Accepted Paper:

Knowledge of pregnancy and economies of care in Vanuatu  

Author:

Sandra Widmer (York University)

Paper short abstract:

Can forms of care interrupt biopolitics? How are forms of expertise asserted in economies of care? I examine non biomedical forms of care that women in Vanuatu seek out during pregnancy and situate them in forms of power and authority both biopolitical and otherwise.

Paper long abstract:

Can forms of care interrupt biopolitics? How are forms of expertise asserted in economies of care? The medicalization of pregnancy has been a central concern for critiquing the expansion of biomedical and biopolitical power over women's bodies. Despite attempts to foster medical institutions- by ni-Vanuatu and a variety of practitioners and administrators- the infrastructures to support those medical modernities were always inadequate. This paper examines non biomedical forms of care that women in Vanuatu seek out and participate in during pregnancy and situates them in forms of power and authority both biopolitical and otherwise. While the lack of infrastructure means that birth is at least partially medicalized and pregnancy is not in Vanuatu, this paper argues in addition that the forms of knowledge and practice that constitute pregnancy care can both be shaped by and subvert biopolitics. Contextualized against a colonial and missionary past, where medicine was explicitly used to gain authority, this paper examines the significance of ni-Vanuatu women's health knowledge as part of an economy of care and the assertion of alternate authority.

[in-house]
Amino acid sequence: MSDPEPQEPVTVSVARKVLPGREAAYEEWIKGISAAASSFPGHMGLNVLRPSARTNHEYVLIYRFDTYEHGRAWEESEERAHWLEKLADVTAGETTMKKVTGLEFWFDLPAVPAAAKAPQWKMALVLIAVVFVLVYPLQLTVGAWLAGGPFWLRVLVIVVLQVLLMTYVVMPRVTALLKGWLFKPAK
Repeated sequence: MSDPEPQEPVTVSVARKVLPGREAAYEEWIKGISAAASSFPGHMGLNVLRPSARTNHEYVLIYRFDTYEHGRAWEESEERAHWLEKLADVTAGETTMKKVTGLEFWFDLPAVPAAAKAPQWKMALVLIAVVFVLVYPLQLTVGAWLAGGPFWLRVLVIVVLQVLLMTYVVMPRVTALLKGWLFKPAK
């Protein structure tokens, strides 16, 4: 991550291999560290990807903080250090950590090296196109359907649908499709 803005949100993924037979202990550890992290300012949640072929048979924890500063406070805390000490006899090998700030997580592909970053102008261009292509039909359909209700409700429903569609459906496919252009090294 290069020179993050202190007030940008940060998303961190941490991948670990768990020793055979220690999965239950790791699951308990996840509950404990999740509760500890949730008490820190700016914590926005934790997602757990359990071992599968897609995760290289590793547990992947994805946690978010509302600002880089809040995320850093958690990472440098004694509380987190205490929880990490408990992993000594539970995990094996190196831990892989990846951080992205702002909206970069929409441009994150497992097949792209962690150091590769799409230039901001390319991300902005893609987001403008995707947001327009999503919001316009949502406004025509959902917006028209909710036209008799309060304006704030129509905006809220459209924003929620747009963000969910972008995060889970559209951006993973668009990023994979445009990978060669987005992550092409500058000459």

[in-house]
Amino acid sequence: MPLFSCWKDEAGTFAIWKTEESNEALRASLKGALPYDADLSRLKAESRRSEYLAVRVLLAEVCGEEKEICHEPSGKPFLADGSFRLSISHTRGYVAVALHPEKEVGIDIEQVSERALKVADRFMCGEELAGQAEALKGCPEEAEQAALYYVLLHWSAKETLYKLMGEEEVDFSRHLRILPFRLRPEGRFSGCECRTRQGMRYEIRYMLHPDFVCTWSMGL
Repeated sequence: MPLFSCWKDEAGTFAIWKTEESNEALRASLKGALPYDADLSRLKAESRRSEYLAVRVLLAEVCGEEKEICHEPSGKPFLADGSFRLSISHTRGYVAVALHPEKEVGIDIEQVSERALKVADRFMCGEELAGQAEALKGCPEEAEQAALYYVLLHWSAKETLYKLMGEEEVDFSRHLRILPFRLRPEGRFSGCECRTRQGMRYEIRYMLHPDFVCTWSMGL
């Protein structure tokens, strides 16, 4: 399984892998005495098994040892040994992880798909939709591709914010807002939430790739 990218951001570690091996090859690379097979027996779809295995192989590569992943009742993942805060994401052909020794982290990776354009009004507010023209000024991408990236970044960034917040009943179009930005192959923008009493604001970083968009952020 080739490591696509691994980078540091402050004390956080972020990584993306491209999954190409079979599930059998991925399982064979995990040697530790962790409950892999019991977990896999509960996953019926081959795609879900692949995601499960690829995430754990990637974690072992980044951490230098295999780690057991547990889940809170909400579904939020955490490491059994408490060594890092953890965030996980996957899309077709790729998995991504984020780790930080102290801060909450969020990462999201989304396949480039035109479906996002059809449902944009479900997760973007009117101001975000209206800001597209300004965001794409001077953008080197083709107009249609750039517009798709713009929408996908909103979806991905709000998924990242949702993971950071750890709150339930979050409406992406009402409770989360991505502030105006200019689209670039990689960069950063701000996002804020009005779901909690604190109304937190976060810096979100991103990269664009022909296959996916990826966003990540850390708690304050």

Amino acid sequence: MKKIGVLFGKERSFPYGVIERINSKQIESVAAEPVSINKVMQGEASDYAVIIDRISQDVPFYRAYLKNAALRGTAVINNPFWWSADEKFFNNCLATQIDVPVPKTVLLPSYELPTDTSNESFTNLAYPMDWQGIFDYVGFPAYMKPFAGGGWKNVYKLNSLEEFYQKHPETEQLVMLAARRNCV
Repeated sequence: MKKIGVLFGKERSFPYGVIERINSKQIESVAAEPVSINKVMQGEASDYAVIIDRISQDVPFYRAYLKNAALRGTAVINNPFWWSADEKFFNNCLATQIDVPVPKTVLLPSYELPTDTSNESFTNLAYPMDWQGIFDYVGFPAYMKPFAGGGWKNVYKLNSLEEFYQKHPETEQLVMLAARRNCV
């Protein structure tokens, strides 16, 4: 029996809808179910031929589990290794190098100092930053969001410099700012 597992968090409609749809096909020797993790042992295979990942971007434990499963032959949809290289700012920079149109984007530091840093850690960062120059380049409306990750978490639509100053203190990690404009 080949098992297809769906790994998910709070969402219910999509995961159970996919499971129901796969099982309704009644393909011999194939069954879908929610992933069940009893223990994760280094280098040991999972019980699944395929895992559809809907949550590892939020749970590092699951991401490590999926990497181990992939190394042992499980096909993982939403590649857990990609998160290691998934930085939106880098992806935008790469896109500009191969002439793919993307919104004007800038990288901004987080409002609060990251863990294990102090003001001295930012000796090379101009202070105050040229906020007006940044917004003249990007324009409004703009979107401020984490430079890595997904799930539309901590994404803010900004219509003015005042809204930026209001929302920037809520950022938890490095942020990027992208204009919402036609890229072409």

Panel RM-SPK01
By whose authority: investigating alternative modes of power and the legitimization of expertise